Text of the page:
By Ivan Lopez
Four years ago, Luisa Rodriguez walked into Professor Tony Galaska’s office to interview for the theatre program at FIU. “I think I’m a stage manager, but I don’t really know. I’ve never been in the theatre.”
Today, weeks away from graduating, Rodriguez will be traveling to Washington, D.C., as the recipient of a prestigious National Stage Management Fellowship from the Kennedy Center American College Theater Festival (KCACTF). She will be attending the national festival April 18-22 where she will meet and learn from industry leaders, tour several D.C. theaters and network with theatre professionals from around the country.
The fellowship was awarded at the Region IV KCACTF Festival at Georgia Southern University in February. She was selected from more than 50 students from around the southeastern United States for the all-expenses paid trip to D.C.
Rodriguez was destined for a life in the arts. Her grandmother has been an actress for more than 50 years and so she grew up surrounded by artists.
As a kindergartner she tried acting, then moved on to chorus and music throughout middle school and high school.
“I never really found my niche, though,” she recalls. “I enjoyed everything creative, but I didn’t really have that fire in my belly to stay in acting or singing.”
Everything changed during her senior year at Coral Reef Senior High School. She was selected to be the “show coordinator” for the end of the year Broadway Spectacular and was tasked with organizing the entire production.
“Without knowing what I was doing, I was stage managing the entire production. I fell in love with it and knew this was what I wanted to do for the rest of my life. I googled everything I was doing and ‘stage manager’ popped up.”
At around the same time, she saw a touring production of The Lion King. She was transfixed and, knowing what she now knew about stage management, realized that someone had to be behind the scenes making the magic happen.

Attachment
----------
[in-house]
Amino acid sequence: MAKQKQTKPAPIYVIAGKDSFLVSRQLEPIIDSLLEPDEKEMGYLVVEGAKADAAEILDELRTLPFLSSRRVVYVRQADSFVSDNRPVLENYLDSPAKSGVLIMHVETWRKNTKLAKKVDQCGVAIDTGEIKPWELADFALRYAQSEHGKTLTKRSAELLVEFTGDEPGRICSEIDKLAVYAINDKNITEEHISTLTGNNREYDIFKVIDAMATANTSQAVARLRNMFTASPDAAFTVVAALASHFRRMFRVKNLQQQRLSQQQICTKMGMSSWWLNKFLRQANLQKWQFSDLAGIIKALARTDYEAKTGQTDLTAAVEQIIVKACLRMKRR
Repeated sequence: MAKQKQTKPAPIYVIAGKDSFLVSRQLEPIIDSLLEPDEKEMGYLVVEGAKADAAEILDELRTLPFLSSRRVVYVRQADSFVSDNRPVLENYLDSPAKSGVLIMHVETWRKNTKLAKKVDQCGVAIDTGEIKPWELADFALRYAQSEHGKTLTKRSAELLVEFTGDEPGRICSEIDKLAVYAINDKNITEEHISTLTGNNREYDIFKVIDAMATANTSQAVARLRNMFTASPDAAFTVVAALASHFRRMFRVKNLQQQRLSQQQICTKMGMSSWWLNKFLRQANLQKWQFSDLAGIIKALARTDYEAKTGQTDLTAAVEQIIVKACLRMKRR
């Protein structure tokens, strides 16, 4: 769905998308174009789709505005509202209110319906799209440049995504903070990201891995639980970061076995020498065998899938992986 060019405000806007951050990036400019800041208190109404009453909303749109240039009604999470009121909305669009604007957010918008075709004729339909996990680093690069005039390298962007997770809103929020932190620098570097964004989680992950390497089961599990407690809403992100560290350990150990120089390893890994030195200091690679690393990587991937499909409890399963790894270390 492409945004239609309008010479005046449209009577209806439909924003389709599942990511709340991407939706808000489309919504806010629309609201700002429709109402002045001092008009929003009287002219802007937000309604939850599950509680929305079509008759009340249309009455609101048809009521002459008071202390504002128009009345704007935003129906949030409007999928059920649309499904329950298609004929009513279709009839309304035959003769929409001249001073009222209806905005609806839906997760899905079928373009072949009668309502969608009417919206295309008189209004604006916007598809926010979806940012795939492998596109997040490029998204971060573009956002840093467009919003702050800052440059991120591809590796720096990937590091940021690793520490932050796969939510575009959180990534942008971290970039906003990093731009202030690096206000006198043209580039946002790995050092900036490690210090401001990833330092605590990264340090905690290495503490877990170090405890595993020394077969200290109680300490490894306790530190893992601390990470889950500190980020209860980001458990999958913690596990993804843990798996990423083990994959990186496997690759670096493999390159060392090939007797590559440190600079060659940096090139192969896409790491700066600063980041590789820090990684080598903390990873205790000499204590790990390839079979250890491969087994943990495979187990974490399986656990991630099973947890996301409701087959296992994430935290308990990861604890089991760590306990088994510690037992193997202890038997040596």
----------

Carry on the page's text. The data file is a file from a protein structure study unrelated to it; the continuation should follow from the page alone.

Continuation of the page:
This newfound direction led her to FIU Theatre and Galaska’s office
“I remember during her second visit, her mother asked me to let her know when would be a good time to step away and let Luisa continue the visit on her own,” Galaska recalls. “I told her now would be a good time.”
Rodriguez was instantly thrown into the fray as an assistant stage manager for Sleeping Beauty in 2013. “I had no idea what I was doing. I showed up at the first rehearsal and went from there.”
A quick study, she learned the ropes enough to be trusted with stage managing the next year. She ended up stage managing three productions at FIU: An Ideal Husband, Dead Man’s Cell Phone, and Little Shop of Horrors.
“Our stage managers learn by doing it,” Galaska says. “It’s on the job training.”
If a director is the play’s head and the playwright is the play’s heart, then the stage manager is the play’s backbone.
“My main responsibility is to create the most organized and safest environment so artists can thrive. They’re at their best when they only have to worry about the art and their craft. I love making that possible.”
Her involvement in the theatre department wasn’t only limited to stage managing. Rodriguez founded the local chapter of Alpha Psi Omega (APO), the national theatre honor society and served as president for two years.
“I felt like we really needed APO here at FIU. I wanted students to take ownership and foster this community of professionals who were helping each other succeed. I wanted something that would allow us to hold ourselves up to a higher standard.”
Galaska sees that drive as the crucial ingredient that has allowed Rodriguez to succeed. “She’s a leader among her classmates. She sets her goals and goes after them. When she starts something she follows through and completes it.”
When a touring production of The Lion King came through Miami again, Rodriguez took it upon herself to find out who the stage manager was and reach out. Her boldness was rewarded with a backstage tour and a behind the scenes look at the show that inspired her to pursue theatre.
“I discovered more at FIU Theatre than I ever thought I would. The design program here is far ahead from what people expect when they walk through the door. The faculty is top-notch. I was never spoon fed. They’re always here for us if we need them, but they also know we can figure it out.”
After graduating, she plans on relocating to Los Angeles, but she’s not limiting herself to theatre. To her, the skills she learned at FIU can transfer to many different mediums.
“Anything that’s live has a stage manager. Even Beyoncé needs a stage manager.”